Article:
George Stephenson was born on June 9, 1781, in the coal mining village of Wylam, England. His father, Robert Stephenson, was a poor, hard working man, that supported his family entirely from wages of twelve shillings a week.
Wagons loaded with coal passed through Wylam several times a day. These wagons were drawn by horses — locomotives had not yet been invented. George Stephenson’s first job was to watch over a few cows owned by a neighbor which were allowed to feed along the road; George was paid two cents a day to keep the cows out of the way of the coal-wagons; and also, to close the gates after the day’s work of the wagons was over.
George Stephenson’s next job was at the mines as a picker. His duty was to clean the coal of stone, slate, and other impurities. Eventually, George Stephenson worked at several coal mines as a fireman, plugman, brakeman, and engineer.
However, in his spare time George loved to tinker with any engine or piece of mining equipment that fell into his hands. He became skilled at adjusting and even repairing the engines found in the mining pumps, even though at that time he could not read or write. As a young adult, George paid for and attended night school where he learned to read, write, and do arithmetic. In 1804, George Stephenson walked on foot to Scotland to take a job working in a coal mine that used one of James Watt’s steam engines, the best steam engines of the day.
In 1807, George Stephenson considered emigrating to America; but he was too poor to pay for the passage. He began work nights repairing shoes, clocks, and watches, making extra money that he would spend on his inventing projects.
In 1813, George Stephenson became aware that William Hedley and Timothy Hackworth were designing a locomotive for the Wylam coal mine. So at the age of twenty, George Stephenson began the construction of his first locomotive. It should be noted that at this time in history, every part of the engine had to be made by hand, and hammered into shape just like a horseshoe. John Thorswall, a coal mine blacksmith, was George Stephenson’s main assistant.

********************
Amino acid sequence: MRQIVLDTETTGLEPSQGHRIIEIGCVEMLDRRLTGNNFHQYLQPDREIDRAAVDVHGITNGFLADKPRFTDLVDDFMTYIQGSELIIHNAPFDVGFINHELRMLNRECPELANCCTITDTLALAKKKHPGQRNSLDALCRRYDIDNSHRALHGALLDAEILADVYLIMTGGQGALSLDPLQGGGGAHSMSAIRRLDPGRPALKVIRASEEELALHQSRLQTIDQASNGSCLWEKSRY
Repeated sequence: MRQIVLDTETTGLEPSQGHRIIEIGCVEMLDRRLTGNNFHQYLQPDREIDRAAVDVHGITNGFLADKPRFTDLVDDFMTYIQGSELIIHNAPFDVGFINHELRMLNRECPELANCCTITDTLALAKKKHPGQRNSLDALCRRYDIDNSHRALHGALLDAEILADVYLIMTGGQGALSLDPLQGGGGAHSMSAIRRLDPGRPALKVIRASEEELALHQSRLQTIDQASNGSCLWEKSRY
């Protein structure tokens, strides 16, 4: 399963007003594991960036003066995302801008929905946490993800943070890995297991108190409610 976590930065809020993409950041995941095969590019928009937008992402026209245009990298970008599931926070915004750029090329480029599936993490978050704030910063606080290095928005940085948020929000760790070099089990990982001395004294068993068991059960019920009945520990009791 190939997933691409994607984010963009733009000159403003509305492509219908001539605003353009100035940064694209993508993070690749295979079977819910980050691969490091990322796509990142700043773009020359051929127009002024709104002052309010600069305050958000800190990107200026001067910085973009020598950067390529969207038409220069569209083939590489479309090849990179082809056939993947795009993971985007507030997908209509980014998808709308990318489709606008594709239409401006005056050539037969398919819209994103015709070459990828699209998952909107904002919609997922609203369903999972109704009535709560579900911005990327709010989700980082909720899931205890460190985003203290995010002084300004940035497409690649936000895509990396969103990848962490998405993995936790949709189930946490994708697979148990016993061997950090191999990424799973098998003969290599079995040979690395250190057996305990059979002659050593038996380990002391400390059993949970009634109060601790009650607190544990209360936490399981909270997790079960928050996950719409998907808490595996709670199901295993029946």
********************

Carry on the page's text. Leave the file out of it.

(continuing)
After ten months’ labor, George Stephenson’s locomotive “Blucher” was completed and tested on the Cillingwood Railway on July 25, 1814. The track was an uphill trek of four hundred and fifty feet. George Stephenson’s engine hauled eight loaded coal wagons weighing thirty tons, at about four miles an hour. This was the first steam engined powered locomotive to run on a railroad and it was the most successful working steam engine that had ever been constructed up to this period, this encouraged the inventor make further experiments. In all, Stephenson built sixteen different engines.
George Stephenson build the world’s first public railways: the Stockton and Darlington railway in 1825 and the Liverpool-Manchester railway in 1830. Stephenson was the chief engineer for several of the railways.
In 1815, George Stephenson invented a new safety lamp that would not explode when used around the flammable gasses found in the coal mines.
Also in 1815, George Stephenson and Ralph Dodds patented an improved method of driving (turning) locomotive wheels using pins attached to the spokes to act as cranks. The driving rod was connected to the pin using a ball and socket joint, previously gear wheels had been used.
Stephenson and William Losh, who owned an ironworks in Newcastle patented a method of making cast iron rails.
In 1829, George Stephenson and his son Robert invented a multi-tubular boiler for the now-famous locomotive “Rocket”.